Brush and floss every day to keep Alzheimer’s disease away, doctors say

KUOPIO, Finland — An international study finds that people with poor dental hygiene are 21 percent more likely to develop Alzheimer’s disease later in life.

Those with bad teeth or failing oral health are also 23 percent more likely to develop cognitive decline, which often leads to the devastating, memory-robbing condition. Scientists pooled data from 47 studies around the world. The results underline the importance of regular brushing and flossing, particularly during middle age.

Lead author Dr. Sam Asher from the University of Eastern Finland adds that tooth loss independently increases the risk of both cognitive decline (23%) and dementia (13%). The findings have clinical implications, as regular visits to the dentist may help prevent dementia, according to the researchers.

Globally, the number of dementia cases will triple to more than 150 million by 2050, estimates show. With no cure in sight, there is an increasing focus on lifestyle changes that keep the mind sharp.

“Periodontitis is the inflammation of tooth-supporting tissues which in severe cases leads to tooth loss. It affects about 10%–15% of the world’s adult population,” study authors write in the Journal of the American Geriatrics Society.

Gum disease can lead to problems throughout the body

Previous studies have linked gum disease to diabetes and cardiovascular illnesses. It can even lead to chronic systemic inflammation, Dr. Asher says.

Tooth loss may lead to people eating a less nutritious diet. Moreover, chewing boosts blood and oxygen flow to the brain. The analysis is among the biggest of its kind. It involved more than one million participants, many followed for over a decade.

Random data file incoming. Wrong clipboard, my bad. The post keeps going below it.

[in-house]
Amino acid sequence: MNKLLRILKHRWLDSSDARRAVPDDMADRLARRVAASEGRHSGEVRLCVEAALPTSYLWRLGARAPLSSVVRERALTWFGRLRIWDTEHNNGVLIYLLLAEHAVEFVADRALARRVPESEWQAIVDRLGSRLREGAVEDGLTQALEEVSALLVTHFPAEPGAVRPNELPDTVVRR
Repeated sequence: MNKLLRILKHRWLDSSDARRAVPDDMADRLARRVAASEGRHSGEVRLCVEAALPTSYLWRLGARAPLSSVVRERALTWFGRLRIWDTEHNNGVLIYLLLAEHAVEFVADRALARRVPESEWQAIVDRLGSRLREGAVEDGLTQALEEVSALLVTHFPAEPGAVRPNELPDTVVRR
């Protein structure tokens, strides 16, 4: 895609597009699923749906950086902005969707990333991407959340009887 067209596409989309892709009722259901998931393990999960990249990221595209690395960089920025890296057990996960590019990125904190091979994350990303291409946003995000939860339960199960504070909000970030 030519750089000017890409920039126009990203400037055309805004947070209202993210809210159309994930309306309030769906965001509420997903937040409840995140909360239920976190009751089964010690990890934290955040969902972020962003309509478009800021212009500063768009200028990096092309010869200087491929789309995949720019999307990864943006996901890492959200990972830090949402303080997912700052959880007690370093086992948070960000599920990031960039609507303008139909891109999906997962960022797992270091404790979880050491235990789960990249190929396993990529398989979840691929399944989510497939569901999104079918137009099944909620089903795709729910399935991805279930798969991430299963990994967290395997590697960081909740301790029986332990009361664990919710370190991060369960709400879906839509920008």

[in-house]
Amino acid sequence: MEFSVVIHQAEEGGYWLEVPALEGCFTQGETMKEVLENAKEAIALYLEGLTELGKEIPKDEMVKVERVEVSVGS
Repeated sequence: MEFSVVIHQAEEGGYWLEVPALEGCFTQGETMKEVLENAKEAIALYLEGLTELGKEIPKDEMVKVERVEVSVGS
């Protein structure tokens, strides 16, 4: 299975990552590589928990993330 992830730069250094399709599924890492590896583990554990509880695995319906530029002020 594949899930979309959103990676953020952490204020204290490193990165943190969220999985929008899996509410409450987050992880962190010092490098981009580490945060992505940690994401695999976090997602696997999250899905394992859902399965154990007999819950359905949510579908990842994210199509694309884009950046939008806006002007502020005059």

“The findings of this review might indicate the involvement of multiple mechanisms in the association between periodontal and cognitive health,” researchers write.

Gum disease is believed to kill neurons by increasing the number of inflammatory chemicals in the blood.

Systemic inflammation per se is an independent determinant of cognitive deterioration and links other risk factors including diabetes, high blood pressure and cholesterol and even ageing to cognitive deterioration.”

Tooth loss may also impair brainpower by reducing jaw strength, leading to loss of grey matter. Dr. Asher says dentists are well placed to track and intervene in early changes in gum health and oral self-care. However, services need to remain consistent over time, while patients also maintain their own dental health at home when dentists discover a problem.

“From a clinical perspective, our findings emphasize the importance of monitoring and management of periodontal health in the context of dementia prevention, although available evidence is not yet sufficient to point out clear ways for early identification of at-risk individuals, and the most efficient measures to prevent cognitive deterioration,” the authors conclude in a media release.

South West News Service writer Mark Waghorn contributed to this report.

Comments

  1. Common sense, and also pretty much a given for some time now. The question of causality should be brought up, however, to play devil’s advocate in this matter. More clearly, a series of double blind, long term experiments would need to be conducted. Moreover, all other factors [age, income, location, gender, education, etc.] would need to be identified and eliminated as potential influencers.

    To put a finer point on it, could it not be argued that neglecting one’s oral hygiene could be a potential indicator of long-term dementia?

  2. As has been stated in other comments. The content of these studies indicate that the are correlation in nature. While correlations studies provide information about an association between variables, they do not prove causality. The result of both variables could be the result of another unidentified variable such as general self-neglect or poor dietary habits. In addition each variable could a different causal variable . For example, watching TV incessantly and snacking in sugar laden foods and drinks.

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